Brand: National Blood Service
Client: Gavin Evans
Brief: Communicate the importance of blood donation to ethnic
Target audience: Socially conscious adults
Media: Mark Eaves, Drum PHD/COI Communications
Creative: Drum PHD
Production company: DFG Films
Marketing support: Focus Consultancy
STRATEGY The National Blood Service identified that blood donation among ethnic minority groups is relatively low, while a broad ethnic mix brings clinical benefits. Drum PHD worked with the NBS to try to change fundamentally how this audience felt about giving blood. This called for an alternative to traditional response-led advertising.
The planning process identified TV as the lead communication channel.
Drum realised it needed to deliver a rich, emotive and detailed message.
Drum needed content that was vital, engaging and reminded people of their role in society. In short, the agency needed the NBS to get involved in generating TV programming.
PTelevision Drum approached Channel 4 and secured a short film slot (Monday to Thursday) after Channel 4 News for the week commencing 13 September.
The slot provided the perfect editorial context to reach a slightly younger but socially engaged audience. Drum worked with DFG Films to produce a series of four short documentary films. The creative approach was to try to explode some of the myths surrounding blood donation that perpetuate among different ethnic communities in the UK.
Examples of cultural barriers include low awareness of the relevance of blood donation to ethnic minorities and of what the donation process involves. DFG used young film-making talent from ethnic minorities, which gave the films a credible voice and innovative treatment. The first film, which was narrated by Alexei Sayle, is a general introduction to why blood donation matters. The other three explore specific issues relating to the South Asian, Chinese and Afro-Caribbean communities.
PDigital Channel 4 brought channel endorsement to the films by creating programme support materials. Each film was followed by a public announcement directing people to the NBS telephone helpline and a dedicated microsite on channel4.com/health to find more information.
PPress Activity focused on getting as much coverage as possible in TV listings sections. This was helped by PR support that led to the project being picked up by the national press following a launch event at Millbank, at which the films were screened.
PSpecialist activity Focus Consultancy, a specialist marketing agency, is creating a marketing support programme for the strategy. The films will be shown on niche ethnic minority TV channels that act as reference points for communities. The films will also be used for grassroots educational initiatives.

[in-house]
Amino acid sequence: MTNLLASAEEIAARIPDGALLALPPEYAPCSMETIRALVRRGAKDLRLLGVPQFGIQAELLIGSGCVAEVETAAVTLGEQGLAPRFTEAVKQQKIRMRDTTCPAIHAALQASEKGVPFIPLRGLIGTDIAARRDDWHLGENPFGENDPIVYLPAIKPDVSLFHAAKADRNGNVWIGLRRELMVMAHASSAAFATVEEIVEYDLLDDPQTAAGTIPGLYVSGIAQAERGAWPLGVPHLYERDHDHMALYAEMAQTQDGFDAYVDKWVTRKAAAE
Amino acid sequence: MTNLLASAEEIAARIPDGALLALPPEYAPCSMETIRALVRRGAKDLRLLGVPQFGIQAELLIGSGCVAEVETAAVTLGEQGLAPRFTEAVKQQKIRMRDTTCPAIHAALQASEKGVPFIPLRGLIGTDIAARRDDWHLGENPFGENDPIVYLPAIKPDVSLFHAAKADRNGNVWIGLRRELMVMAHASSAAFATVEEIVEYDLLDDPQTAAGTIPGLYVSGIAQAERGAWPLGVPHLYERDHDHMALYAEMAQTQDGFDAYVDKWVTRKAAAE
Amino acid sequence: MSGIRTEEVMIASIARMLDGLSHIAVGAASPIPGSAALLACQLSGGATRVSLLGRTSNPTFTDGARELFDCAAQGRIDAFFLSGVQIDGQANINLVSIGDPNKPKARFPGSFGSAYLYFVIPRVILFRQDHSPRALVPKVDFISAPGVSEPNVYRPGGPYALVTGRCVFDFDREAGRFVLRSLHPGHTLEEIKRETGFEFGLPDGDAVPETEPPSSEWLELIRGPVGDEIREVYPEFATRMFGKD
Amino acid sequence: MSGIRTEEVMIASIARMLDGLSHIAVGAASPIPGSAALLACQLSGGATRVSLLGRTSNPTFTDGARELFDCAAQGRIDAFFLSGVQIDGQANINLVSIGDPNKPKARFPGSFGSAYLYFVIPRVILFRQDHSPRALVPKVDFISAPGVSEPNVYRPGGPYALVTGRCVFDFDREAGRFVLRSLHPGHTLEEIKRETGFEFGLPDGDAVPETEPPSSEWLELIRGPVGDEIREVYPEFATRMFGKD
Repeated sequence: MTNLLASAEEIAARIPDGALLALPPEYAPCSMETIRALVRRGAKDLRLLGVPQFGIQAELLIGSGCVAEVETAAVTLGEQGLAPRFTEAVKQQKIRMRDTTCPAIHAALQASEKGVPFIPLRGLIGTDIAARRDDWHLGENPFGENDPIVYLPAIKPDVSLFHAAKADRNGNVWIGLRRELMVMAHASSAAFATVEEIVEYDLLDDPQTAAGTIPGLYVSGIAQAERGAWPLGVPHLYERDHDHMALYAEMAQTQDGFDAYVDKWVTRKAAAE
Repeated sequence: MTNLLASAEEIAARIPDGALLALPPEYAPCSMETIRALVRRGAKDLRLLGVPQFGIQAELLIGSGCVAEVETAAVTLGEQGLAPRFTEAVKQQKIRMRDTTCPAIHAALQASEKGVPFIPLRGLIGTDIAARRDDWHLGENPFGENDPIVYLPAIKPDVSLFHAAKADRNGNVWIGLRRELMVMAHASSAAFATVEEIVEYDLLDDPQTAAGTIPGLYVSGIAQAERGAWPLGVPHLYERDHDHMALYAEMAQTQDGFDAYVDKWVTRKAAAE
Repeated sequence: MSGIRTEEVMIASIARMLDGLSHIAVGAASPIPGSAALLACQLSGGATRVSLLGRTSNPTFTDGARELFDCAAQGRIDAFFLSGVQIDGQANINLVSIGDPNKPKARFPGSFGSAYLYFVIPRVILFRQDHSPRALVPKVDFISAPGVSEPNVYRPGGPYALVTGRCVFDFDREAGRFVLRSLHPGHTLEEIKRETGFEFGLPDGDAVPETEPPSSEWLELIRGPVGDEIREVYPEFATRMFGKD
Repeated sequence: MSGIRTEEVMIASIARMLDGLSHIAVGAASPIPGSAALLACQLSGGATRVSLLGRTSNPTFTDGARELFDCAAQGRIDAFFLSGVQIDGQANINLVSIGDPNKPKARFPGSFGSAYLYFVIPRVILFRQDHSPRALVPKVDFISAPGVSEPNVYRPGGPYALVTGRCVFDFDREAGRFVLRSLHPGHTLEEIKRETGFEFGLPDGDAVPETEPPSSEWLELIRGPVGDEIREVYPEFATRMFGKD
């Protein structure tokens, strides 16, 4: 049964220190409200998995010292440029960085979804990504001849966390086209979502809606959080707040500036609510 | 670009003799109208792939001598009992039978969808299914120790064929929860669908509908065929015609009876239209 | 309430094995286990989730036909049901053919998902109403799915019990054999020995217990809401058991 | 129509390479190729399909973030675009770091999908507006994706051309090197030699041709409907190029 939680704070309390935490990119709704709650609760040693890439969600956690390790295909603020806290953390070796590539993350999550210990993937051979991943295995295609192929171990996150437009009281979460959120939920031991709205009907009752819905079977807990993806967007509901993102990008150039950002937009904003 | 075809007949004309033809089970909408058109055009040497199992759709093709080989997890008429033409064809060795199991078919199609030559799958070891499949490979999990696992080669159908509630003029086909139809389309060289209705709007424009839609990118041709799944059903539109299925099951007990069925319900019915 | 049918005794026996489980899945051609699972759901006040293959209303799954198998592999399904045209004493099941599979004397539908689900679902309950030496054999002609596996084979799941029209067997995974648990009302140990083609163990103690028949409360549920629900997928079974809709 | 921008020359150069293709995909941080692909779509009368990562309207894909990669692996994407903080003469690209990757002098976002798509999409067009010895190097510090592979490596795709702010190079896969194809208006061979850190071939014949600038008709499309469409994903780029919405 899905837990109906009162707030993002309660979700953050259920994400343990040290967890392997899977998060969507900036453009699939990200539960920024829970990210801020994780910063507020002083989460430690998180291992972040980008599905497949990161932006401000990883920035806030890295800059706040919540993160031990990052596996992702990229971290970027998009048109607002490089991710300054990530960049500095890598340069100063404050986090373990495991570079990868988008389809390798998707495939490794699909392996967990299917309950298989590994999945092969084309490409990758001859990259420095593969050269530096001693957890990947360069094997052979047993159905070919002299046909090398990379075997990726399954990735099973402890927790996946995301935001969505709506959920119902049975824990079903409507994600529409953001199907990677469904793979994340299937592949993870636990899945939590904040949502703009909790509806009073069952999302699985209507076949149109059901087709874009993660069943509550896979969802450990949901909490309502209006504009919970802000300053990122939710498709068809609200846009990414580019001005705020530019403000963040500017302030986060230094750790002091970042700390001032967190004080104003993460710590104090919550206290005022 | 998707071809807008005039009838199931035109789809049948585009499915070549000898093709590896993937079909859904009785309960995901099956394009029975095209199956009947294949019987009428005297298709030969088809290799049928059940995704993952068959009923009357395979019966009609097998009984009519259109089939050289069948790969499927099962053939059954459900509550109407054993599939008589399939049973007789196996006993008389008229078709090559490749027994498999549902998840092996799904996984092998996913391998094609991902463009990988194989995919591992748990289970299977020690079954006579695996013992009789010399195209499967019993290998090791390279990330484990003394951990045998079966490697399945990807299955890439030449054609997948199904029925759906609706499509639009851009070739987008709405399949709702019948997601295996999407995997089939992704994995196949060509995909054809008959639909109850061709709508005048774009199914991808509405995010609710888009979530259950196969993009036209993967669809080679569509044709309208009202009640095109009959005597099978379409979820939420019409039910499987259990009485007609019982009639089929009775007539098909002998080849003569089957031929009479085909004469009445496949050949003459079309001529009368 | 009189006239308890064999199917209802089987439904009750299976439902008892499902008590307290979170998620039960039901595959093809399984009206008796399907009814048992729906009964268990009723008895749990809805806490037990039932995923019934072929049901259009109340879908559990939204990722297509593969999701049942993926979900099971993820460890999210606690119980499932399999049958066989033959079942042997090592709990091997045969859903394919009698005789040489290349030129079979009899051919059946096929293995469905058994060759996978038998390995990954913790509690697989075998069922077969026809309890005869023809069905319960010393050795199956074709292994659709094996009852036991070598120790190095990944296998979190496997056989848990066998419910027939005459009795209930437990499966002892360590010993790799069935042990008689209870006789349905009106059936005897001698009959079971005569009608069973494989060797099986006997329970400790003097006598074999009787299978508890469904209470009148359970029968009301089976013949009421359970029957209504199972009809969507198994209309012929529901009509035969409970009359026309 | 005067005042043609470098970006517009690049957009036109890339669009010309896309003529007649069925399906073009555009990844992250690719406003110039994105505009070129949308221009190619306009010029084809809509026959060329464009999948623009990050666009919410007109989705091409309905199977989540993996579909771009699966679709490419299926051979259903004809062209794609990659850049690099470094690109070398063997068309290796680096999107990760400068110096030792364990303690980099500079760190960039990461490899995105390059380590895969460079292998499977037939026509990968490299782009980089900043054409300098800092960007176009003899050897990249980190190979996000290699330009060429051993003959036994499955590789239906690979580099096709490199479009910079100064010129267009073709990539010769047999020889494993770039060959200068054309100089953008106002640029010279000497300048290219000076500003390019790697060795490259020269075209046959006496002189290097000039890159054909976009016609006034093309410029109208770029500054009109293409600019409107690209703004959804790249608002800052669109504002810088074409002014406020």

Results are still being gathered but initial feedback suggests the NBS-funded TV content has been a success.
THE VERDICT - Gerry Boyle, managing director, ZenithOptimedia
COI Communications campaigns often present fantastic planning challenges requiring solutions that connect with those on the fringes of society or within distinct ethnic audiences. The recent campaign for the National Blood Service was no exception, and PHD's response was a cracker.
For the brief of encouraging ethnic minorities to give blood while maintaining reach against a broader group of UK citizens, PHD eschewed the traditional approach, which would probably have been "an engaging 30-second commercial with a strong call to action". It recognised the need to overcome the cultural barriers that cause reluctance to give blood in some audiences.
Now, there is much talk of advertiser- funded programming as a means of getting commercial messages out of the clutter of the break, outwitting those consumers who edit out ad breaks from their viewing patterns, or simply engaging consumers more deeply. In this instance, PHD has gone beyond the talk and executed the concept extremely well.
Collaboration with Channel 4 and DFG Films resulted in four brilliantly executed animated documentary-style films. In the first, the narrator, Alexei Sayle, brought a refreshing edge to what could have been perceived as a fairly dull subject. The animation makes the subject matter accessible to all. The next three films dealt with specific cultural barriers to blood donation from the South Asian, Chinese and Afro-Carribean communities.
Cleverly, DFG used young film-making talent from those communities to develop the films. Their credibility and innovation shines through in the educational, entertaining and engaging programmes.
The films were impressive in themselves but there was more to come. The content was used to inspire other marketing initiatives, including broadcast on ethnic TV channels to provide deeper reach into minority communities.
The films have also been streamed live on relevant websites. One can see how this can go on and on (DVDs of the films can be used as DM pieces).
With compelling content distributed in such relevant ways, this should help deliver the kind of step change that a more traditional response-led approach would have struggled to achieve.